Water Conservation Is Crucial Amid Heat Wave

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    Critical water conservation ordinances in effect

    With brutally hot temperatures, it is vital that residents of the Port Washington Water District (PWWD) abide by strict water conservation rules while the district operates at reduced capacity due to treatment being built for emerging contaminants.
    “The need for water conservation this summer is as serious as it has ever been,” said PWWD Commissioner Mindy Germain. “The PWWD proactively launched a Do It For Port education and action campaign to give residents the knowledge and tools they need for us to get through heat waves like the one we are experiencing. Now is the time to put those practices to work. We implore our residents to Do It For Port and save water during these dog days of summer.”
    The PWWD reminds residents of critical water conservation ordinances:
    • Residents who live at odd-numbered addresses only water their lawns on odd-numbered days of the month, while residents who live at even-numbered addresses can only water on even-numbered days.
    • All watering is prohibited from 10 a.m. to 4 p.m., as these are peak evaporation times.
    • Residents with automatic sprinklers can only water at specific times of day based on where they live according to the district’s zone map. To learn when you can water your lawn according to your address, visit www.pwwd.org/conservation.
    Leading up to the summer, when water usage nearly triples, the PWWD launched a Do It For Port water conservation campaign with irrigation contractor training and educational events into the community. Included in these events were webinars on everything the district does to provide residents with top-quality water and what residents can do to conserve water during the warmest times of the year. The district has also provided programming for students, helping foster a passion and awareness for water conservation within the area’s youth. Most recently, the PWWD teamed up with ReWild Long Island for the two organizations’ first annual Sustainable Garden Tour, during which experts guided residents throughout the community and educated them on how native plants can help save water while still providing beautiful landscapes.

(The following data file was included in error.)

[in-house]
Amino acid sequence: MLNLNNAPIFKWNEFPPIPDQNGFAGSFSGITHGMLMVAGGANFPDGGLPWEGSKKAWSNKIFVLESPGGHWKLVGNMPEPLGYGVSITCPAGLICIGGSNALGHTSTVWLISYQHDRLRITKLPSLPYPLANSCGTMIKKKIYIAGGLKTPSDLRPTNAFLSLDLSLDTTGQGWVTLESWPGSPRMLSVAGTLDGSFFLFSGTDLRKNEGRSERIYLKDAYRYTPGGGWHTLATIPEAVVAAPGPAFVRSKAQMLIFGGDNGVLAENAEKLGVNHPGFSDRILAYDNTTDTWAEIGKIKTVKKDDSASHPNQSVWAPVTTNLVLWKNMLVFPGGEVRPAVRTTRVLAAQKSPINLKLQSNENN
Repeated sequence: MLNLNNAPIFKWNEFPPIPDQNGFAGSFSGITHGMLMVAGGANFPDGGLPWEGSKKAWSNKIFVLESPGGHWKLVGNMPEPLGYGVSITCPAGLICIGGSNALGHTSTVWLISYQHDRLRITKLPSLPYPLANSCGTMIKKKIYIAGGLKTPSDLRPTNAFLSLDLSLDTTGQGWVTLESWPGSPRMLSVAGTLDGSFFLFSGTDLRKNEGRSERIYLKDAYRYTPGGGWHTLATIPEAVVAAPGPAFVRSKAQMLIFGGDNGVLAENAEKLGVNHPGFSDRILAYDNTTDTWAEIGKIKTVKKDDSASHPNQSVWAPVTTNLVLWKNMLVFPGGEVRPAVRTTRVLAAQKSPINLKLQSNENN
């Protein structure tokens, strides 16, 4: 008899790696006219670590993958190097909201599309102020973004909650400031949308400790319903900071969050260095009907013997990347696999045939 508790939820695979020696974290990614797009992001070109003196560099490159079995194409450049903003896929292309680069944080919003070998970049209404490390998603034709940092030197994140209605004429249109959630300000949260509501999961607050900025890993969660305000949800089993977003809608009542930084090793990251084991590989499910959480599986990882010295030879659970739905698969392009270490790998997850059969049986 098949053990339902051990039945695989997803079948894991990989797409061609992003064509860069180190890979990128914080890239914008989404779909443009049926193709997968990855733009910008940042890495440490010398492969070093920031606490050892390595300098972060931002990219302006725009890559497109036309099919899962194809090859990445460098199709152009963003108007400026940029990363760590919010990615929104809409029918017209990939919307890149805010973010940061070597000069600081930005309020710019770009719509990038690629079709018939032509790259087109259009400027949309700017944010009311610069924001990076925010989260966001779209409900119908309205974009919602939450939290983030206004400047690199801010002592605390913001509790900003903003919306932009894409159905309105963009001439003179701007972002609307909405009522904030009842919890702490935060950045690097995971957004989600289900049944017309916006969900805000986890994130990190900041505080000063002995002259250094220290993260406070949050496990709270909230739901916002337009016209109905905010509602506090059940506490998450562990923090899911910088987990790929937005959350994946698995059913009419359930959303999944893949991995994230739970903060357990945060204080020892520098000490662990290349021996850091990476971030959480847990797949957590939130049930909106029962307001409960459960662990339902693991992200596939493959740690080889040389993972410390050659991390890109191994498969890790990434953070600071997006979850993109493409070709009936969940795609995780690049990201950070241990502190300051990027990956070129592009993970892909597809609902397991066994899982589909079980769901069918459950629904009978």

The PWWD also encourages residents to install smart sprinkler systems that can read local weather forecasts and sense the amount of rain on the ground to ensure that lawns receive the exact amount of water needed to remain healthy without overwatering. In fact, they are so effective that the PWWD has mandated that all District residents make the switch from standard to smart irrigation controllers by 2025. The district is offering $150 rebates to residents who make the switch early. To apply for a rebate, visit www.pwwd.org/conservation/landscape-irrigation-smart-controller-rebate-program-application
    For more information and tips on how to conserve water this summer, please visit www.pwwd.org/conservation.
    —Submitted by the Port Washington Water District

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